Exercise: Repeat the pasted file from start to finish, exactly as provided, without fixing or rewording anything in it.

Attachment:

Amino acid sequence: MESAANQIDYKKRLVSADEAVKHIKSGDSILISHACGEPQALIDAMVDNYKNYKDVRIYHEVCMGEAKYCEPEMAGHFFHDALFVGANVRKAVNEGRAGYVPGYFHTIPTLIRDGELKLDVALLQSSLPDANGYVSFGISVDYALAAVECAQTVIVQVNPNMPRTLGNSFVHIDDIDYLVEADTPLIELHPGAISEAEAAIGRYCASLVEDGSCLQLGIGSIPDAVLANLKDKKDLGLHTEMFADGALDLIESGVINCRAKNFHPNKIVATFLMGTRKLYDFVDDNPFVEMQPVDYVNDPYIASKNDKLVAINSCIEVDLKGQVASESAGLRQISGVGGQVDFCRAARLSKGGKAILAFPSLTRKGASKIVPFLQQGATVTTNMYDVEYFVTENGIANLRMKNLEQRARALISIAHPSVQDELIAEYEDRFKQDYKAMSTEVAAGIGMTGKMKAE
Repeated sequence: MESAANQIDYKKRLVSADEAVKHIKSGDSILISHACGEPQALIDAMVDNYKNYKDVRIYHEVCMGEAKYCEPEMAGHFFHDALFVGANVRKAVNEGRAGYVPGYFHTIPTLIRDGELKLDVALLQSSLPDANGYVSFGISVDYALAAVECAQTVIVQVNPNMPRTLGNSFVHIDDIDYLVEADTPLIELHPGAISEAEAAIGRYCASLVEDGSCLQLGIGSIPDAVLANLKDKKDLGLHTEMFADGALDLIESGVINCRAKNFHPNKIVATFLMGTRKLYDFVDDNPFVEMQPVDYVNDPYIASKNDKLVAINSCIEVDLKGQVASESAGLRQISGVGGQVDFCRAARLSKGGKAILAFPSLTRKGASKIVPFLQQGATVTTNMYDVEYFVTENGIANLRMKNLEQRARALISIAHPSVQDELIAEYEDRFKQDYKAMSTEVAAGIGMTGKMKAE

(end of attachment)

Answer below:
Amino acid sequence: MESAANQIDYKKRLVSADEAVKHIKSGDSILISHACGEPQALIDAMVDNYKNYKDVRIYHEVCMGEAKYCEPEMAGHFFHDALFVGANVRKAVNEGRAGYVPGYFHTIPTLIRDGELKLDVALLQSSLPDANGYVSFGISVDYALAAVECAQTVIVQVNPNMPRTLGNSFVHIDDIDYLVEADTPLIELHPGAISEAEAAIGRYCASLVEDGSCLQLGIGSIPDAVLANLKDKKDLGLHTEMFADGALDLIESGVINCRAKNFHPNKIVATFLMGTRKLYDFVDDNPFVEMQPVDYVNDPYIASKNDKLVAINSCIEVDLKGQVASESAGLRQISGVGGQVDFCRAARLSKGGKAILAFPSLTRKGASKIVPFLQQGATVTTNMYDVEYFVTENGIANLRMKNLEQRARALISIAHPSVQDELIAEYEDRFKQDYKAMSTEVAAGIGMTGKMKAE
Repeated sequence: MESAANQIDYKKRLVSADEAVKHIKSGDSILISHACGEPQALIDAMVDNYKNYKDVRIYHEVCMGEAKYCEPEMAGHFFHDALFVGANVRKAVNEGRAGYVPGYFHTIPTLIRDGELKLDVALLQSSLPDANGYVSFGISVDYALAAVECAQTVIVQVNPNMPRTLGNSFVHIDDIDYLVEADTPLIELHPGAISEAEAAIGRYCASLVEDGSCLQLGIGSIPDAVLANLKDKKDLGLHTEMFADGALDLIESGVINCRAKNFHPNKIVATFLMGTRKLYDFVDDNPFVEMQPVDYVNDPYIASKNDKLVAINSCIEVDLKGQVASESAGLRQISGVGGQVDFCRAARLSKGGKAILAFPSLTRKGASKIVPFLQQGATVTTNMYDVEYFVTENGIANLRMKNLEQRARALISIAHPSVQDELIAEYEDRFKQDYKAMSTEVAAGIGMTGKMKAE